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From the author of Stealth Navigation Controls

Stealth Navigation Controls

If you’d like to provide page navigation controls without intruding on page content, here’s a nifty way to create a navigation bar that hides until it’s needed. The small rounded tab with the “NAV” label peeks up from the bottom of the page without getting in the way. When users roll the mouse over the tab, the full navigation bar gently floats up so they can click one of the buttons. If they change their mind and roll off, the navigation bar sinks back down, leaving just the demure little tab. How does this work? It’s sort of like those Russian nesting dolls: The page controls are buttons, grouped with a “carrier” object. Then the whole shebang is animated to float into the page in response to a rollover. To see the animated navigation bar in action, go to

Creating the Pieces

Follow these steps to create the pieces:

  1. Create a rectangle 120 pixels wide by 40 pixels high, and fill it with 30 percent black.
  2. Create an ellipse 40 pixels wide by 30 pixels high, and fill it with 30 percent black. Align its center with the top edge of the rectangle so half of the ellipse is above the rectangle, then horizontally center the ellipse with respect to the rectangle. You don’t have to group the two objects, but it’s not a bad idea. I went all the way, and used Pathfinder > Unite to melt them together.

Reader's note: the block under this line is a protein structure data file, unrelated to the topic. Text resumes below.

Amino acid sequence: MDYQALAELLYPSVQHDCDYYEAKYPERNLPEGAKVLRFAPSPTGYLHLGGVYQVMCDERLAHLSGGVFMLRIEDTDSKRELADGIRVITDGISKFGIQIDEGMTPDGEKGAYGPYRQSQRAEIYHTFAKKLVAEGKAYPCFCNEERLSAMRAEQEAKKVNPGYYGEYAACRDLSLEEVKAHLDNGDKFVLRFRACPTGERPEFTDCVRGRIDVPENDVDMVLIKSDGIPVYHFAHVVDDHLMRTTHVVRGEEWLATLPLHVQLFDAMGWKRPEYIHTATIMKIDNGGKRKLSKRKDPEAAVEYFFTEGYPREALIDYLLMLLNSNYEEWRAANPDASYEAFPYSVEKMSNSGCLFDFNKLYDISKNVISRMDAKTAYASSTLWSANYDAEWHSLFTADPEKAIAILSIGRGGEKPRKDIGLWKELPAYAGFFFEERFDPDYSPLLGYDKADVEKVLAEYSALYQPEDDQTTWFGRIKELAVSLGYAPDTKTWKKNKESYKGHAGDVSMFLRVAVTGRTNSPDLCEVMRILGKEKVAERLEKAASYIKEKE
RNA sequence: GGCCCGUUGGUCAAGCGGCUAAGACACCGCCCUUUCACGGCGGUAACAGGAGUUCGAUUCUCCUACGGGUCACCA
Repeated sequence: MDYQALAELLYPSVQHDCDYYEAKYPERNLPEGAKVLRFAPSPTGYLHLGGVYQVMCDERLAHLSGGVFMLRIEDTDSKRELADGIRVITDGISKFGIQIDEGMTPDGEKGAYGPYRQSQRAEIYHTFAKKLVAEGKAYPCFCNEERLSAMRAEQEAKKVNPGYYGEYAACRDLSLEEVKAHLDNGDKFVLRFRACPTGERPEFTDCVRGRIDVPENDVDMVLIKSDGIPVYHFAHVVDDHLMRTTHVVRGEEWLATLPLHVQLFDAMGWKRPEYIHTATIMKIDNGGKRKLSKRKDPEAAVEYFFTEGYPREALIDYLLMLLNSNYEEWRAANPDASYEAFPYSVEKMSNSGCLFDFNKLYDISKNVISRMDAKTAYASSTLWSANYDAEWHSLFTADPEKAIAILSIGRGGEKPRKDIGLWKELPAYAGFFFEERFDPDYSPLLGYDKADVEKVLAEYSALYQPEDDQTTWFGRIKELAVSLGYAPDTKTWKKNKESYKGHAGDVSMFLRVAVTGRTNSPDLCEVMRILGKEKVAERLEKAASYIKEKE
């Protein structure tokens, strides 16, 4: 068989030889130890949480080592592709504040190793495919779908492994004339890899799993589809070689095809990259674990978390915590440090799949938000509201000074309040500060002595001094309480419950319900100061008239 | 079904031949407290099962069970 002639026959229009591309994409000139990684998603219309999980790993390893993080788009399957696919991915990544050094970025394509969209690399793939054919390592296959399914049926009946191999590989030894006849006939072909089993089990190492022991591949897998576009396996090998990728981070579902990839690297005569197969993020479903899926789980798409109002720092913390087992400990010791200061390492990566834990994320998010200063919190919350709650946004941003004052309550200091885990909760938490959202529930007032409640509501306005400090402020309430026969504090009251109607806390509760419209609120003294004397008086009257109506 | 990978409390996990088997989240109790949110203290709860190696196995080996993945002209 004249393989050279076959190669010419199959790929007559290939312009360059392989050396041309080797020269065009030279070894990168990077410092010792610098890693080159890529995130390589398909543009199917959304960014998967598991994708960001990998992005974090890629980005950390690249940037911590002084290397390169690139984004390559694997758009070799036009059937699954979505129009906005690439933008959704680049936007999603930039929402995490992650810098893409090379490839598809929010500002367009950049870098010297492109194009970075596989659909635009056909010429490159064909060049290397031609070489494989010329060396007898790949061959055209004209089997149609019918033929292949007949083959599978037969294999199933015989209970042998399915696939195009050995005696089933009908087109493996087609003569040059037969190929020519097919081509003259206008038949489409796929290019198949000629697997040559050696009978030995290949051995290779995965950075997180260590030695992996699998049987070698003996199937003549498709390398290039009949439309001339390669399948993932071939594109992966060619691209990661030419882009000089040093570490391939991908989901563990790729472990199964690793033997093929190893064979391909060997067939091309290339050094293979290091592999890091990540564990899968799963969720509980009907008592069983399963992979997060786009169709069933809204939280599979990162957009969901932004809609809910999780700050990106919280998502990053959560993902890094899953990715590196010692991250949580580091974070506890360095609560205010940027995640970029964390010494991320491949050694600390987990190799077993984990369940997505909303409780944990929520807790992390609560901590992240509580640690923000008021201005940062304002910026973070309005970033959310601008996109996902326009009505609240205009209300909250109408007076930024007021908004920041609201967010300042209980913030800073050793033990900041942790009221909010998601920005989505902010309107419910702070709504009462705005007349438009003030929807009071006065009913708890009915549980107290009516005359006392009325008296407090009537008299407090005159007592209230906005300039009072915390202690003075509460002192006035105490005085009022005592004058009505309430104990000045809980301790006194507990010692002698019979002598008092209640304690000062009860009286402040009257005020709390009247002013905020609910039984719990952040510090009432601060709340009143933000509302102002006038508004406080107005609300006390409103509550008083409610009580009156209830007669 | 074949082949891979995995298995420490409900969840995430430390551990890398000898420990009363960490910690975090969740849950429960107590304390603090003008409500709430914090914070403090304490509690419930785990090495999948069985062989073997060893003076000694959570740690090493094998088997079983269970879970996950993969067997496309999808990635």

3. To create the triangular Next Page and Previous Page buttons, choose the Polygon tool and click in the page to display the Polygon dialog (Figure 7). I made my triangle 30 pixels wide and 20 pixels high. (If you’d prefer to use a character from, say, Wingdings 3, create a small text frame, insert the desired glyph, then select the frame and choose Type > Create Outlines.)
  4. Figure 7 The Next Page and Previous Page buttons are just simple triangles.

  5. Rotate the triangle 90 degrees counter-clockwise to create the Previous Page button. Remember that in InDesign CS5, you don’t have to switch to the Rotate tool; you can just hover outside the bounding box of the triangle until you see the two-headed curly arrow, then drag the corner around to rotate the triangle. Hold down Shift to constrain to 90 degrees. Alt/Option-Shift drag the rotated triangle to duplicate it some distance to the right, then flip it horizontally by clicking the Flip Horizontal button () in the Control panel.
  6. To create the Home button, you can shop for a glyph in Webdings or another dingbat font, or you can just combine a triangle and rectangle with the Pathfinder Add operation to create a stylized house icon (Figure 8).
  7. Figure 8 Use the Pathfinder Add operation to combine a triangle and rectangle, resulting in a Home icon.

  8. It’s time to give the future navigation bar a label: Create a small text frame, and type NAV in a bold font (I used 12-point Myriad Pro Bold Condensed, and increased the tracking slightly to spread it out). While you can leave the text as live text, I selected the text frame and converted the text to outlines.
  9. Using alignment and distribution options, tastefully position and align the components: Place the “NAV” label on the elliptical tab, and position the triangles and home icon in the rectangular part of the artwork.
  10. Select the entire arrangement of objects, and position the collection so the top edge of the rectangle is snugged up to the bottom edge of the master page. You may find it helpful to create a separate layer for the navigation controls, to ensure that the controls appear above other page content.

Convert the Icons to Working Buttons

Now that you’ve assembled the pieces, it’s time to put them to work: